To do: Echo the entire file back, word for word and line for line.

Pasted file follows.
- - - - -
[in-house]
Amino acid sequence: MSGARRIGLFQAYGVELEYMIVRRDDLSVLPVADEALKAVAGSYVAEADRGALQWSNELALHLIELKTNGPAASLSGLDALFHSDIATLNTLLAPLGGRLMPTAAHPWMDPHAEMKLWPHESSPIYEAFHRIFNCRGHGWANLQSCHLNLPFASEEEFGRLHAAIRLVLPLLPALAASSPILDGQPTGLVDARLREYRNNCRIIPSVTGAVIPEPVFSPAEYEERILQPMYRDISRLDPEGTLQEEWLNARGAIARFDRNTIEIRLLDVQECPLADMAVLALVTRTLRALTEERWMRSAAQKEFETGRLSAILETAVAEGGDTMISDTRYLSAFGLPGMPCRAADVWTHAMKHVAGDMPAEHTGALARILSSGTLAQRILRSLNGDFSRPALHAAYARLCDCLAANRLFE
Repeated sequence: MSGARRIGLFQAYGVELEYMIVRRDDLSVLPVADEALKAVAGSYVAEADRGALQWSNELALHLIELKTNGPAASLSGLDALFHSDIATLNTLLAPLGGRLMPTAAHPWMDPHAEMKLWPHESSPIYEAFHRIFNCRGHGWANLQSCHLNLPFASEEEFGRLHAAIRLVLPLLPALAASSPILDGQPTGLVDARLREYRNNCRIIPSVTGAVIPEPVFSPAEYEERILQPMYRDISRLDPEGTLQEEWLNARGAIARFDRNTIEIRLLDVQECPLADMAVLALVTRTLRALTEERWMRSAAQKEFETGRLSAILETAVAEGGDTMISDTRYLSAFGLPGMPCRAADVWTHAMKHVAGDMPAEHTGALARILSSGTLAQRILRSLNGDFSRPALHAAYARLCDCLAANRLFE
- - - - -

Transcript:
[in-house]
Amino acid sequence: MSGARRIGLFQAYGVELEYMIVRRDDLSVLPVADEALKAVAGSYVAEADRGALQWSNELALHLIELKTNGPAASLSGLDALFHSDIATLNTLLAPLGGRLMPTAAHPWMDPHAEMKLWPHESSPIYEAFHRIFNCRGHGWANLQSCHLNLPFASEEEFGRLHAAIRLVLPLLPALAASSPILDGQPTGLVDARLREYRNNCRIIPSVTGAVIPEPVFSPAEYEERILQPMYRDISRLDPEGTLQEEWLNARGAIARFDRNTIEIRLLDVQECPLADMAVLALVTRTLRALTEERWMRSAAQKEFETGRLSAILETAVAEGGDTMISDTRYLSAFGLPGMPCRAADVWTHAMKHVAGDMPAEHTGALARILSSGTLAQRILRSLNGDFSRPALHAAYARLCDCLAANRLFE
Repeated sequence: MSGARRIGLFQAYGVELEYMIVRRDDLSVLPVADEALKAVAGSYVAEADRGALQWSNELALHLIELKTNGPAASLSGLDALFHSDIATLNTLLAPLGGRLMPTAAHPWMDPHAEMKLWPHESSPIYEAFHRIFNCRGHGWANLQSCHLNLPFASEEEFGRLHAAIRLVLPLLPALAASSPILDGQPTGLVDARLREYRNNCRIIPSVTGAVIPEPVFSPAEYEERILQPMYRDISRLDPEGTLQEEWLNARGAIARFDRNTIEIRLLDVQECPLADMAVLALVTRTLRALTEERWMRSAAQKEFETGRLSAILETAVAEGGDTMISDTRYLSAFGLPGMPCRAADVWTHAMKHVAGDMPAEHTGALARILSSGTLAQRILRSLNGDFSRPALHAAYARLCDCLAANRLFE